Individually Christians and Muslims tend to accommodate each other in their social and work environments, but collectively they are uneasy and suspicious of other religions. Examples are evident in a social media that promotes religious extremism. To counter the negative images of social media more interfaith dialogue is needed between moderate believers to promote interfaith understanding and build personal relationships that counter religious polarization.
In libertarian democracies it is a challenge to balance individual freedom with providing for the common good. Even if hate speech is legal, it’s immoral, and the misuse of that freedom undermines interfaith relations. At the other end of the spectrum apostasy and blasphemy laws in Islamic cultures prohibit any freedom of religion or speech. The trend is toward religious polarization rather than accommodation and reconciliation, but more personal relations between Jews, Christians and Muslims who share the same values can reverse this trend.
Complicating matters at the national level are U.S. military strategies that have responded to Islamist extremism with large deployments of U.S. combat forces. Many devout Muslims see such military interventions as a threat to Islam, and turn away from their traditional sectarian conflicts to confront the U.S. as a common enemy. Such U.S. strategies have attracted more converts to radical Islam and made it more of a threat to the U.S. and its allies, not less.
To promote peace, U.S. national security strategies must support moderate Muslims and avoid exacerbating the hostility of more fundamentalist Islamists. That requires a policy of containment rather than military intervention, supporting Muslim leaders who support the freedoms of religion and speech and oppose discrimination against women and religious minorities. Such a policy requires that U.S. security assistance in Islamic cultures is in the form of military trainers and advisors rather than in large deployments of U.S. combat forces.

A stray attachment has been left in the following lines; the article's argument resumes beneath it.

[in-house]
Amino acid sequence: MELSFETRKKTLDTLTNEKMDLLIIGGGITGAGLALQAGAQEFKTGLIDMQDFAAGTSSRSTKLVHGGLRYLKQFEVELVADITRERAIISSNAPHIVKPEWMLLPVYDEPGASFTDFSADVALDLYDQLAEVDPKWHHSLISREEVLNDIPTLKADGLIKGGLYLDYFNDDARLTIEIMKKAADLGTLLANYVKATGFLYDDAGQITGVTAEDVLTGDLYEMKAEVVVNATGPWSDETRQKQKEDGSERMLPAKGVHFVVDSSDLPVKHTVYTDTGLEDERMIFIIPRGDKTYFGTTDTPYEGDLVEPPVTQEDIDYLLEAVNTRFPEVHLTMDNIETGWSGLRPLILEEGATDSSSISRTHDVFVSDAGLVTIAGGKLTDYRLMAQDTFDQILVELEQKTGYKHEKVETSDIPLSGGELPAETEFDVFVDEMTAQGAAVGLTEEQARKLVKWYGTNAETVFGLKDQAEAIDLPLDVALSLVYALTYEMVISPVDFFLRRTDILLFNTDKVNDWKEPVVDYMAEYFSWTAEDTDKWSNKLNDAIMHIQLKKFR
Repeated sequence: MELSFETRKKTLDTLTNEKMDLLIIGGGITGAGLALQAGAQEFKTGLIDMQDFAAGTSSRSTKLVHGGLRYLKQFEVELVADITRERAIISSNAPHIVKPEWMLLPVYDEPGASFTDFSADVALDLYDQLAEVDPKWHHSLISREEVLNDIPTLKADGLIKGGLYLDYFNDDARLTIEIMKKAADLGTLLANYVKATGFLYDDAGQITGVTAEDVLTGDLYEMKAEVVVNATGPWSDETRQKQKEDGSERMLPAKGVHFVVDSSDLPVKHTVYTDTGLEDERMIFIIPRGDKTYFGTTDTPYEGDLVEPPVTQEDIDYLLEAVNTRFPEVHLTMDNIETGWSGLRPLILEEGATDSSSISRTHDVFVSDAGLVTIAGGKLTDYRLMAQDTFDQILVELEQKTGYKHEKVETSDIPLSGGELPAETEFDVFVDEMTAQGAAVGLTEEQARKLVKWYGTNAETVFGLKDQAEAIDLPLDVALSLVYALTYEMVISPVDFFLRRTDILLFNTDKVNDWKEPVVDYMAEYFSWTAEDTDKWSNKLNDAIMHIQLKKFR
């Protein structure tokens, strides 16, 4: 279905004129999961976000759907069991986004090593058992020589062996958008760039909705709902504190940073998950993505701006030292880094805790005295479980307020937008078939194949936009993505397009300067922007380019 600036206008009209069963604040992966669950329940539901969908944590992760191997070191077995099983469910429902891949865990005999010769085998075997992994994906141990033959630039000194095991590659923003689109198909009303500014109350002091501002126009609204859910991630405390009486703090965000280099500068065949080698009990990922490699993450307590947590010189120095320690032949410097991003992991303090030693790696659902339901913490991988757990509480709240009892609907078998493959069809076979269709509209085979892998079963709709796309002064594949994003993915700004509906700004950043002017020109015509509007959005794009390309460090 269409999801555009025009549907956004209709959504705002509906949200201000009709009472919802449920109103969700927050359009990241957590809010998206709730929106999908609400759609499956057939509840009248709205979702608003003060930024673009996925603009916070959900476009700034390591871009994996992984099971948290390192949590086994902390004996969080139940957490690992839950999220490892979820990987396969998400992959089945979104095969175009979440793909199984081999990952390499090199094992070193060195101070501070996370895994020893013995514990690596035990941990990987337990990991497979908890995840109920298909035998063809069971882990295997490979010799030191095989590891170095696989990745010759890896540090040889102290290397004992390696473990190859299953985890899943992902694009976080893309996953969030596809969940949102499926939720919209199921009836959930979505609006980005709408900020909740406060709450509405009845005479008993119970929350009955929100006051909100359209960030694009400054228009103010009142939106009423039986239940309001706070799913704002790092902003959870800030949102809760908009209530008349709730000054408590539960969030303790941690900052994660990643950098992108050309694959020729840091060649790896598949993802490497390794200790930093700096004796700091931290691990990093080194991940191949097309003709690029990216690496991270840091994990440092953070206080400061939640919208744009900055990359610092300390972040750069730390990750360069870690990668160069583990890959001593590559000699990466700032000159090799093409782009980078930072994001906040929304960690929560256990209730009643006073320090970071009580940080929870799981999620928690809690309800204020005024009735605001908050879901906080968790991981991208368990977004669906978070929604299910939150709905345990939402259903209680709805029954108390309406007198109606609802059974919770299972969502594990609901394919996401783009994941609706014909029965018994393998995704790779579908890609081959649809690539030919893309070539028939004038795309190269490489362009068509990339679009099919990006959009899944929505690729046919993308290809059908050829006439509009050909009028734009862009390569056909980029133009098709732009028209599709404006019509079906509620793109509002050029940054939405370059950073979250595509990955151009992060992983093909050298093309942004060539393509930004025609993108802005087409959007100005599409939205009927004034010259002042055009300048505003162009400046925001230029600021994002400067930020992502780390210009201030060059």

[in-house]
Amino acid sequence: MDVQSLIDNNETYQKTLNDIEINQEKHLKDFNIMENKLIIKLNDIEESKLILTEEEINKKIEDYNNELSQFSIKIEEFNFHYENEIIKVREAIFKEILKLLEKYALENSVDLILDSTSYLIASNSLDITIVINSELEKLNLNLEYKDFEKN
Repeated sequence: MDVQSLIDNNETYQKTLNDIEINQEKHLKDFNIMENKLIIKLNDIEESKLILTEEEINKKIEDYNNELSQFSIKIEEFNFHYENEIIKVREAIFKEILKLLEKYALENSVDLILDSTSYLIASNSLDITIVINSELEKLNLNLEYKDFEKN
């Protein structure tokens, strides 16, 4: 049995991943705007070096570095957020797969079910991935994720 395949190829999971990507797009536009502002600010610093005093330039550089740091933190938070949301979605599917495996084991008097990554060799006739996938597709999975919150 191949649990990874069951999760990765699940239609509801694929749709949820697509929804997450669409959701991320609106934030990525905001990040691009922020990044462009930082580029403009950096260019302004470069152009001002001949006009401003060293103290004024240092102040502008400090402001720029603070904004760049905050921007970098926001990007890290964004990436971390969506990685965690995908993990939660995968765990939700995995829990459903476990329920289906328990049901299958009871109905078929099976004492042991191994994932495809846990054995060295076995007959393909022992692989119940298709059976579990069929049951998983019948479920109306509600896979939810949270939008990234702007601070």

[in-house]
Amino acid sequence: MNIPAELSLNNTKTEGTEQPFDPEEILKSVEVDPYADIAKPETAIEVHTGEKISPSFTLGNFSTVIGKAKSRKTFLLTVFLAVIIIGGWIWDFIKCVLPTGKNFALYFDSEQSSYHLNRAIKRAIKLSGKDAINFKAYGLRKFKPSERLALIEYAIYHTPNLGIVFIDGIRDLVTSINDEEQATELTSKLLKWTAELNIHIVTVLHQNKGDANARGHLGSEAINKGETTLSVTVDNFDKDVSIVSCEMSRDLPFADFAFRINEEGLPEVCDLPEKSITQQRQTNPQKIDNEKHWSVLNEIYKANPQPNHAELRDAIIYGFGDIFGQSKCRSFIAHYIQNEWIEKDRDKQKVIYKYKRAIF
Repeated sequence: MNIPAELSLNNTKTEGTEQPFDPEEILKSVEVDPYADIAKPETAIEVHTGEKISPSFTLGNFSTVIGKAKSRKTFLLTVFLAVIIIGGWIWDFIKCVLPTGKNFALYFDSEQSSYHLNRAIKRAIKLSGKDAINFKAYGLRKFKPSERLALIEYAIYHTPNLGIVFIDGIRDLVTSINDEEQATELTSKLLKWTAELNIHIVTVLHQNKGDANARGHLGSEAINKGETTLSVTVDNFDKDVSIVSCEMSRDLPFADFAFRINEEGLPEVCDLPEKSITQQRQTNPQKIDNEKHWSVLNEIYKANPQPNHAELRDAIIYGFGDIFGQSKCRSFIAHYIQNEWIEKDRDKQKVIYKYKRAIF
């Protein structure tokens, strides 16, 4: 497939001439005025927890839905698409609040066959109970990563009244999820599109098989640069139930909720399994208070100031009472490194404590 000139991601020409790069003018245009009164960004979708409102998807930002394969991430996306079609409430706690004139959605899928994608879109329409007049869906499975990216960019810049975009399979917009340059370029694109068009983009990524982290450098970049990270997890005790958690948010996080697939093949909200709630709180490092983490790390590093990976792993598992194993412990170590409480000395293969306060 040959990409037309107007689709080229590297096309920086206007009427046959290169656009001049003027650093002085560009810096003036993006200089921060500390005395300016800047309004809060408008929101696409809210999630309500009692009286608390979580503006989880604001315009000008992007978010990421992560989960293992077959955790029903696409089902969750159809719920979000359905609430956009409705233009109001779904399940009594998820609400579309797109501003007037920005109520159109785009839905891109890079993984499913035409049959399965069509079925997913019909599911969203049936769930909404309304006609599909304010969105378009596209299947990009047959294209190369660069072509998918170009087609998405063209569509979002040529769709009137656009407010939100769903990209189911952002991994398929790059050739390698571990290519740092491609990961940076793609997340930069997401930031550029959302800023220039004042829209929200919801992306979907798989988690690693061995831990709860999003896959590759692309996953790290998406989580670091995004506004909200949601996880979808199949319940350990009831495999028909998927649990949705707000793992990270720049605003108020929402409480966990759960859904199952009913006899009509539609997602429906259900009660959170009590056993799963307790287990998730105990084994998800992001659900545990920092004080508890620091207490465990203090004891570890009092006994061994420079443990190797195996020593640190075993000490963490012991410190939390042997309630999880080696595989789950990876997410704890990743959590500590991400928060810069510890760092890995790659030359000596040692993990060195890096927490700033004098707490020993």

In summary, for Jews, Christians and Muslims to overcome the divisive inertia of their institutional religions and exclusivist doctrines they must accept advances in knowledge and reason, oppose religious fundamentalism and support the individual rights of libertarian democracy so long as those rights are balanced with the collective responsibility to care for the poor and needy; and they must support moderate Muslim leaders in their struggle against extremist Islamism. If the great Religions of the Book can manage those reforms, they should be able to survive and contribute to peace in a modern world of religious diversity and cultural change; otherwise they will remain a source of conflict rather than reconciliation.
Notes and References to Resources:
On an encyclical of Pope Francis on the environment and related issues of poverty, see http://www.washingtonpost.com/news/acts-of-faith/wp/2015/06/18/what-you-need-to-know-about-pope-franciss-environmental-encyclical/.
On containment as a national strategy, see Walter Pincus, In Iraq lessons of Vietnam still resonate, at http://www.washingtonpost.com/world/national-security/in-iraq-lessons-of-vietnam-still-resonate/2015/05/25/86a20a82-00bd-11e5-805c-c3f407e5a9e9_story.html?wpisrc=nl_headlines&wpmm=1; also Thomas L. Friedman, Contain and Amplify, at http://www.nytimes.com/2015/05/27/opinion/thomas-friedman-contain-and-amplify.html?emc=eta1&_r=0.